Can the Matildas waltz out of France with the World Cup?
Background photo: Warren Smith
If you liked Roald Dahl as a child or were fond of the WWE's British Bull Dog and the mascot who accompanied him to the ring, you may be confused. We're talking about the Australian national women's team here. These Matildas are the sixth best in the world according to FIFA’s World Rankings and are coming to France to set the record straight.
As the best in their confederation, the team are itching to show what they can do on the world stage. Especially as last summer’s Asian Champions ended in a loss to their old nemesis, Japan in the final.
The squad is more or less split between the United States and Europe when it comes to club football. Eight squad members feature for European teams. Thirteen ply their trade in the NWSL alongside USWNT players they famously defeated for the first time in 2017. A friendly between the two squads in Texas this past April was a rousing affair that ended 5-3 in the host's favour.
While they continue to challenge the established order in the women's game, it's valid to ask whether the split, in tandem with the onerous travel players face to train with the national team, holds them back?. Oz is 14 hours ahead of America's Atlantic coast. Flight time between Sydney and Los Angeles is 15 hours. Tokyo is 10 hours away. Japan and the defending champion United States are the last two nations to win the World Cup on the women's side. All but two Nadeshiko play their club football at home. Every member of the USWNT does. Even though the players are spread around their respective leagues, playing against one another fosters familiarity almost as much as being together. Surely, that's a disadvantage the Matildas must overcome.
Out of that need, a custom has developed. Several Australian and some American players play in Australia during the closed season in the US.
Samantha Kerr is the standout player in the Aussie side. The 25-year-old Fremantle native splits her club time between Perth Glory and Chicago Red Stars. The forward logs the frequent flyer miles but doesn't let it affect her game.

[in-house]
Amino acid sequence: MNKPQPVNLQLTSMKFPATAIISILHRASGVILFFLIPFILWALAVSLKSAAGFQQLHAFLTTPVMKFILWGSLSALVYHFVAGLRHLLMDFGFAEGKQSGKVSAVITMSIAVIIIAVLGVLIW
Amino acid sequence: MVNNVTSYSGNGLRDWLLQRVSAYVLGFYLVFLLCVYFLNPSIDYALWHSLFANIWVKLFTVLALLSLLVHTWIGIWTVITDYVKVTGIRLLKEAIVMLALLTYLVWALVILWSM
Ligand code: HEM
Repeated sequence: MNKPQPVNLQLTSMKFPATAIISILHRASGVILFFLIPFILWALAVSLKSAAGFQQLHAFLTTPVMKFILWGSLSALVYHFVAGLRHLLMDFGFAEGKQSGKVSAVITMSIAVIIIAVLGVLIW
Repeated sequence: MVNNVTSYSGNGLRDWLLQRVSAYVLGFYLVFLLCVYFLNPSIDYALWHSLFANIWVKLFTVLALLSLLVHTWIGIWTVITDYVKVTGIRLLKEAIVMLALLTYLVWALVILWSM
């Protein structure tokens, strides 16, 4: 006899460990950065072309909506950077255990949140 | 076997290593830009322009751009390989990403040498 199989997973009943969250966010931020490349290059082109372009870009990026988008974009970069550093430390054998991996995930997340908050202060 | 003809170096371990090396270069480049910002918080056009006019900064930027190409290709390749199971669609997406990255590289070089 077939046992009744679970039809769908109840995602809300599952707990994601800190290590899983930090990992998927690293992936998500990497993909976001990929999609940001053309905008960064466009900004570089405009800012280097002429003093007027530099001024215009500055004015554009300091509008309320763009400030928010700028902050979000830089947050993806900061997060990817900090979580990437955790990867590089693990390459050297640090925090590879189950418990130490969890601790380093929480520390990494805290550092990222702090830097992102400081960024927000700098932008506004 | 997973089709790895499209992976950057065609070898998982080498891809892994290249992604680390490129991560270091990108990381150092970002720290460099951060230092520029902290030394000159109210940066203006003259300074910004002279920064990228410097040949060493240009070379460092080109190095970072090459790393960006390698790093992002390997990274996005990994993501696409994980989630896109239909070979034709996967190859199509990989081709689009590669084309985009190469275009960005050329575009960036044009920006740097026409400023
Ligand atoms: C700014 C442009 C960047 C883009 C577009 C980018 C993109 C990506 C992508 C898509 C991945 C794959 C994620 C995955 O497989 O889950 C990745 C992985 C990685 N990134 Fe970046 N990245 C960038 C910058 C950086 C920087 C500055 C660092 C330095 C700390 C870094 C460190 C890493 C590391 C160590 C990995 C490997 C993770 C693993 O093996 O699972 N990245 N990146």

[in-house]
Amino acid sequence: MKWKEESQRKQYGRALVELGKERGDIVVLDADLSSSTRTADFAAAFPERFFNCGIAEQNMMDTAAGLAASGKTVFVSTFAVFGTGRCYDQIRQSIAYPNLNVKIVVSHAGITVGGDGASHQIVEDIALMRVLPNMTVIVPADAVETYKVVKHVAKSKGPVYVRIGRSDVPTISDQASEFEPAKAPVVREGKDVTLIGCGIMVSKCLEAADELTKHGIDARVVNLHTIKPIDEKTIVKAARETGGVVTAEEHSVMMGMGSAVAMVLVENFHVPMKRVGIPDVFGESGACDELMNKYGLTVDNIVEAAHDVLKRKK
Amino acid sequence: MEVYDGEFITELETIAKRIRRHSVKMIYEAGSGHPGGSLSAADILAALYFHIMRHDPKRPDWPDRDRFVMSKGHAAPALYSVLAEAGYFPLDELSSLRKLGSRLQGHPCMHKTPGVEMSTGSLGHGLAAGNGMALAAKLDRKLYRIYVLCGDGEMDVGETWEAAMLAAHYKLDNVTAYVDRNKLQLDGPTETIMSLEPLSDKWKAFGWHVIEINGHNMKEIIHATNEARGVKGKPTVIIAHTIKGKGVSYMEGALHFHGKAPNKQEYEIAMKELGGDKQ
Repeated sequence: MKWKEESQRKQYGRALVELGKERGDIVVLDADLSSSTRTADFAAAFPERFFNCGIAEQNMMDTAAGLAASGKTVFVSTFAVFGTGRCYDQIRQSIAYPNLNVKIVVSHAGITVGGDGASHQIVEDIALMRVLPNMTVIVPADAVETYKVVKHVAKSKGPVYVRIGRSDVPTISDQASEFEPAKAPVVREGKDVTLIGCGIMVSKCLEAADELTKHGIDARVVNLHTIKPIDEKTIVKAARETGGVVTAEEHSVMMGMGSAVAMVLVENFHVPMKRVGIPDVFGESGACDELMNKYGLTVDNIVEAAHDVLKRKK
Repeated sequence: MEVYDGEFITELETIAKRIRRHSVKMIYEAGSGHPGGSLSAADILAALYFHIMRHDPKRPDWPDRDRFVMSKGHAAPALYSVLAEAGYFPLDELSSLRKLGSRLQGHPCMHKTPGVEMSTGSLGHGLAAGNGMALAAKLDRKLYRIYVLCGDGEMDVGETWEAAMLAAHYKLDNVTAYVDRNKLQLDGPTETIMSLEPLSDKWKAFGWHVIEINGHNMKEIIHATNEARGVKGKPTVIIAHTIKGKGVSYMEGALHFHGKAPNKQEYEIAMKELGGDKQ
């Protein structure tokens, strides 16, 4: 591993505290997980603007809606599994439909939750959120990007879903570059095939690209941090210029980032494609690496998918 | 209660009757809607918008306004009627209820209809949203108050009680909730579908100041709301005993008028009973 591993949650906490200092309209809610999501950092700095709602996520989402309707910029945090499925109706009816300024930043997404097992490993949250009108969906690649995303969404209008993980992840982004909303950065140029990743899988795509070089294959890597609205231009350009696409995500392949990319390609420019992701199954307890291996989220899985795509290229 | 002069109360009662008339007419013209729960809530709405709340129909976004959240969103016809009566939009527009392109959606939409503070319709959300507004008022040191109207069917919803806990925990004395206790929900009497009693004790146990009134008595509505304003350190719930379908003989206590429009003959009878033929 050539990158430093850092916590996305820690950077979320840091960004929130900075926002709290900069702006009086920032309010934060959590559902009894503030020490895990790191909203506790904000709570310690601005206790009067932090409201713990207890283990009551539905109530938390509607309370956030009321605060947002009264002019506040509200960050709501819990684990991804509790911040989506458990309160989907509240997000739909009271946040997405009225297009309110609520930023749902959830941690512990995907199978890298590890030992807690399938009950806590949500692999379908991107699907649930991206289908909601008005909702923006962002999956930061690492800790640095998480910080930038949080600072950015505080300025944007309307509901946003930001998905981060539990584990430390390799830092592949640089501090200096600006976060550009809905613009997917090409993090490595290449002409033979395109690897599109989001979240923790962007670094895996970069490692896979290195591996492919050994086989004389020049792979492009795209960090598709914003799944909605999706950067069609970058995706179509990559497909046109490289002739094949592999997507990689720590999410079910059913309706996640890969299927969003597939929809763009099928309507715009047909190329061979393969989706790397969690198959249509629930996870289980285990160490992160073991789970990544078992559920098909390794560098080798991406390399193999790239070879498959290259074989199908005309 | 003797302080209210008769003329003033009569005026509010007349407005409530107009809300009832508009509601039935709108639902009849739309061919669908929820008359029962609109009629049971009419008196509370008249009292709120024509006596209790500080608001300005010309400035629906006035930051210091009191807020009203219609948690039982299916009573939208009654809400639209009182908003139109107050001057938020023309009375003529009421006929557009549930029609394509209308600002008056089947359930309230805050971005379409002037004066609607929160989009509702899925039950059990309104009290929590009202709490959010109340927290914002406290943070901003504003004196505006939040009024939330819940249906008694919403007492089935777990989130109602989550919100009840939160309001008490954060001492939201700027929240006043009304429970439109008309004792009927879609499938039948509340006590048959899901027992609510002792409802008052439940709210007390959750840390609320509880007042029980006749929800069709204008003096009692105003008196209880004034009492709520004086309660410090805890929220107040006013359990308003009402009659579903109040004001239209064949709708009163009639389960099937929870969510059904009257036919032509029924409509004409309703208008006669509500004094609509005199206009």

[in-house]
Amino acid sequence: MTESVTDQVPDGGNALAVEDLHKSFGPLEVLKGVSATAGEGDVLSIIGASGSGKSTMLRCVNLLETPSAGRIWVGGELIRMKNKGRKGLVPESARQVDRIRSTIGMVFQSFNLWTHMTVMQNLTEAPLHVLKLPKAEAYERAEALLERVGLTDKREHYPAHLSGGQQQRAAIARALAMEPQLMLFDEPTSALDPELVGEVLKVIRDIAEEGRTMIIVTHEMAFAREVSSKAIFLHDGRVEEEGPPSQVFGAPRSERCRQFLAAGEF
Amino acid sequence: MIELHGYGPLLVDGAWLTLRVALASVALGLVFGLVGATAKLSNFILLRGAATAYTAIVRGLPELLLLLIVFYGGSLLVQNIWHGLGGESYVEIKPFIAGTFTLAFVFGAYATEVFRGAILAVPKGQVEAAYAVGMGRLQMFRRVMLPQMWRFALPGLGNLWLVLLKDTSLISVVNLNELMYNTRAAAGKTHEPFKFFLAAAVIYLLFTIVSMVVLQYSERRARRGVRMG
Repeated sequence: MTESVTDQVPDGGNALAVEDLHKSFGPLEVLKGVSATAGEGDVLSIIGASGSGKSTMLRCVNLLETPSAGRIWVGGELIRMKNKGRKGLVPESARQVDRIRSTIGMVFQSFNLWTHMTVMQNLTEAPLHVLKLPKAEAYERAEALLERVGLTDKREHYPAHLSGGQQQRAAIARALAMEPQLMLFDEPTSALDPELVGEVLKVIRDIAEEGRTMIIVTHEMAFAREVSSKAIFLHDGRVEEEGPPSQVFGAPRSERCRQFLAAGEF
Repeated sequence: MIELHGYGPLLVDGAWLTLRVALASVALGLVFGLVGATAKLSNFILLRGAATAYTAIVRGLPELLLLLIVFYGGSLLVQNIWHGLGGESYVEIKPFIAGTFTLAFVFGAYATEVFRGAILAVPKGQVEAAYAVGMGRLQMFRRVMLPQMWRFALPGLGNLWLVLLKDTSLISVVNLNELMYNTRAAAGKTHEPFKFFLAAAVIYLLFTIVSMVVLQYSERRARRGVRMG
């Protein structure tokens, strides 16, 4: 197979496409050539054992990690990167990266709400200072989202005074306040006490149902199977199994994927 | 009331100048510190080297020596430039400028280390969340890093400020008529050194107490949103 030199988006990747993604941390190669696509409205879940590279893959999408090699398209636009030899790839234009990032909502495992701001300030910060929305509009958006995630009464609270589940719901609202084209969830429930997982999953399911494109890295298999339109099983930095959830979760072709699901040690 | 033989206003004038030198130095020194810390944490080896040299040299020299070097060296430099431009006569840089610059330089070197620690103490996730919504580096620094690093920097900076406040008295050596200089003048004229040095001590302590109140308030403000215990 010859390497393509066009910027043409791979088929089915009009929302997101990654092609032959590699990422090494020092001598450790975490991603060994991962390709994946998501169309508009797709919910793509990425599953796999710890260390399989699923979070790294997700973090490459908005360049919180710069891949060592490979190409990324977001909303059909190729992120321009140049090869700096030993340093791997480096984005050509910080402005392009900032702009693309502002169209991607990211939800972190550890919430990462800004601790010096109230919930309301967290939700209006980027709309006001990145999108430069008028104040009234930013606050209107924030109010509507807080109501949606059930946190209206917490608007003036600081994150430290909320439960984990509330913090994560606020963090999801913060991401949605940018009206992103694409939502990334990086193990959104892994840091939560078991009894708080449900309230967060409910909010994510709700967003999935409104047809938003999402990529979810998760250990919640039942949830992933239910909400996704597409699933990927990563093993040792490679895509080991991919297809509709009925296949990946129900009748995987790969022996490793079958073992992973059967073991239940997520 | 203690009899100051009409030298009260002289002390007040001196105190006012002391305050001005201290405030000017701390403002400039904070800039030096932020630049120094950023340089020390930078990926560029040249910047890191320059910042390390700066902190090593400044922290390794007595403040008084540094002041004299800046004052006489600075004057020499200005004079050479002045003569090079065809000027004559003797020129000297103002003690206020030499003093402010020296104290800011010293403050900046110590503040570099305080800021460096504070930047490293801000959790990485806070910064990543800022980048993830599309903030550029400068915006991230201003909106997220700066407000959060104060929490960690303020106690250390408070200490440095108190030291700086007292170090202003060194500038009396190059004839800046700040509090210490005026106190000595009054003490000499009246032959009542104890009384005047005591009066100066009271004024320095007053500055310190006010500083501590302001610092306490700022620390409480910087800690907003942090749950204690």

Her goals-per-game ratio won't help defenders sleep at night. In the men's game, there are two players who consistently average a goal per game. Their names are Ronaldo and Messi. Kerr's scoring rate for the Matilda's matches her club output. This year alone she’s netted four in five already for the Matildas. On 31 goals for the Matildas, she's gaining ground on Lisa de Vanna. The 34-year-old is hanging around in the squad, hoping to add one or two more to her record 47 lest things seem to easy for her young compatriot.
Meanwhile, Amy Harrison plays in the midfield for the national team while deploying as a wing-back for Washington Spirit. It's working for her as the Spirit currently top the NWSL table. Her versatility gives manager Ante Milicic tactical options with the Matildas.
After their knock-down-drag-out with the Americans, Australia suffered a 3-0 setback to Netherlands. While recent scorelines reveal the work required in their own third is lacking, it was one of those games where the Aussies simply didn't take their chances. It's not the way Milicic hoped to enter the tournament but the defeat must be put behind them to focus on their group stage opponents.
Italy, Brazil and Jamaica all represent tough competition. The Azzurri and Selecao are ranked 15th and 10th respectively by FIFA, with the Reggae Girlz 53rd. The Matildas are on a four-game winning run against Brazil, including a 3-1 victory just under a year ago and came out on top in their only encounter against Italy, nine years ago. Jamaica are something of an unknown, as the squads have never met. The islanders love to score and will test Milicic's porous defence.
If we're being honest, the Aussies can go as far in the tournament as Samantha Kerr can take them but without stronger defending, that likely won't be as far as they hope. We'll find out when they begin their tournament on Sunday against the Italians.